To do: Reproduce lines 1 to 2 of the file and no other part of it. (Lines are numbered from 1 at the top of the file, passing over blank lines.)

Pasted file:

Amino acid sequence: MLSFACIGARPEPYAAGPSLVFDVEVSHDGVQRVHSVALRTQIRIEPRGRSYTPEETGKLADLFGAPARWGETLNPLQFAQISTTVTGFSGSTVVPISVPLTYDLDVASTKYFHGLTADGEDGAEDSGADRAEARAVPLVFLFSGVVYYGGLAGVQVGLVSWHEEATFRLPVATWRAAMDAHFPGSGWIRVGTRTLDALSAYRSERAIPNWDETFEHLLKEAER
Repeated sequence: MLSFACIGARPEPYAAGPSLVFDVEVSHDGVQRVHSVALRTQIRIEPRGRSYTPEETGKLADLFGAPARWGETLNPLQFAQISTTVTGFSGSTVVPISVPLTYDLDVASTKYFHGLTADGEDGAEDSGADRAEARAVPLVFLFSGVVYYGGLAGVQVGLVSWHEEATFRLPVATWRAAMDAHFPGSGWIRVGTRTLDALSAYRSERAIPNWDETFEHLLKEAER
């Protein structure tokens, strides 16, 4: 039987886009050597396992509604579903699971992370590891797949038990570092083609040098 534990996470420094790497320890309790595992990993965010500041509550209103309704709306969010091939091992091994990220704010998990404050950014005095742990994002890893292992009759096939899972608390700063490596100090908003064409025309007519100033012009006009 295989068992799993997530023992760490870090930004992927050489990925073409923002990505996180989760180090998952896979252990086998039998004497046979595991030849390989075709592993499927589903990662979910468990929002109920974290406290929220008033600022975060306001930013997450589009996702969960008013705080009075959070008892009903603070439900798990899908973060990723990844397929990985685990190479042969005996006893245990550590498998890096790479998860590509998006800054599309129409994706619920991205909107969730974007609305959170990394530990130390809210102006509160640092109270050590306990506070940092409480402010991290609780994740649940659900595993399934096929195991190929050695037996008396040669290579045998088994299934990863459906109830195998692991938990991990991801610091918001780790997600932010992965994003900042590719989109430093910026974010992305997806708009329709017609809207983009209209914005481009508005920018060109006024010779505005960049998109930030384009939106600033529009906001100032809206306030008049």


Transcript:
Amino acid sequence: MLSFACIGARPEPYAAGPSLVFDVEVSHDGVQRVHSVALRTQIRIEPRGRSYTPEETGKLADLFGAPARWGETLNPLQFAQISTTVTGFSGSTVVPISVPLTYDLDVASTKYFHGLTADGEDGAEDSGADRAEARAVPLVFLFSGVVYYGGLAGVQVGLVSWHEEATFRLPVATWRAAMDAHFPGSGWIRVGTRTLDALSAYRSERAIPNWDETFEHLLKEAER
Repeated sequence: MLSFACIGARPEPYAAGPSLVFDVEVSHDGVQRVHSVALRTQIRIEPRGRSYTPEETGKLADLFGAPARWGETLNPLQFAQISTTVTGFSGSTVVPISVPLTYDLDVASTKYFHGLTADGEDGAEDSGADRAEARAVPLVFLFSGVVYYGGLAGVQVGLVSWHEEATFRLPVATWRAAMDAHFPGSGWIRVGTRTLDALSAYRSERAIPNWDETFEHLLKEAER